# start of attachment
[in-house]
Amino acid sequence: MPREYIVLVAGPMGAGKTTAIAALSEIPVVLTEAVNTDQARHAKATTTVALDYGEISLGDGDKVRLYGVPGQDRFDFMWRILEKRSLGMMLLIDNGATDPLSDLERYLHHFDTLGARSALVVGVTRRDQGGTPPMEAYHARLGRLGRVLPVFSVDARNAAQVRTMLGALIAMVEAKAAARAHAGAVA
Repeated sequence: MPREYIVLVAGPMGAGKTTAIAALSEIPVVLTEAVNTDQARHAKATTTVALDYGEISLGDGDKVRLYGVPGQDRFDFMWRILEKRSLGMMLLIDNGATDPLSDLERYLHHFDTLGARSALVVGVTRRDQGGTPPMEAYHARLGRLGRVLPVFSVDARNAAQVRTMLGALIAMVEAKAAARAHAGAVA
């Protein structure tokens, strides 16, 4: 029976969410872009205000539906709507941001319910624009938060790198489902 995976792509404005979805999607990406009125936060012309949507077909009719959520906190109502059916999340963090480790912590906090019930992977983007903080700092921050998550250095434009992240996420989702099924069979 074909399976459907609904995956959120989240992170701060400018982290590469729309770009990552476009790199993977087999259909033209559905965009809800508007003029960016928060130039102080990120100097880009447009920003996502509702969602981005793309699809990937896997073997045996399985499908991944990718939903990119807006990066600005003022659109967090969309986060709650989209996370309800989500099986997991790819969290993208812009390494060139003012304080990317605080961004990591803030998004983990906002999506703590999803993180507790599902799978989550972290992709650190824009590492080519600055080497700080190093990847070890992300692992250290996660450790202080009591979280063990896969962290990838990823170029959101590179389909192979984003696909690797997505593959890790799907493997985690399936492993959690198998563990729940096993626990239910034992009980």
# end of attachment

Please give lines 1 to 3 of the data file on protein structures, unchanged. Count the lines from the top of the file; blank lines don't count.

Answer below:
[in-house]
Amino acid sequence: MPREYIVLVAGPMGAGKTTAIAALSEIPVVLTEAVNTDQARHAKATTTVALDYGEISLGDGDKVRLYGVPGQDRFDFMWRILEKRSLGMMLLIDNGATDPLSDLERYLHHFDTLGARSALVVGVTRRDQGGTPPMEAYHARLGRLGRVLPVFSVDARNAAQVRTMLGALIAMVEAKAAARAHAGAVA
Repeated sequence: MPREYIVLVAGPMGAGKTTAIAALSEIPVVLTEAVNTDQARHAKATTTVALDYGEISLGDGDKVRLYGVPGQDRFDFMWRILEKRSLGMMLLIDNGATDPLSDLERYLHHFDTLGARSALVVGVTRRDQGGTPPMEAYHARLGRLGRVLPVFSVDARNAAQVRTMLGALIAMVEAKAAARAHAGAVA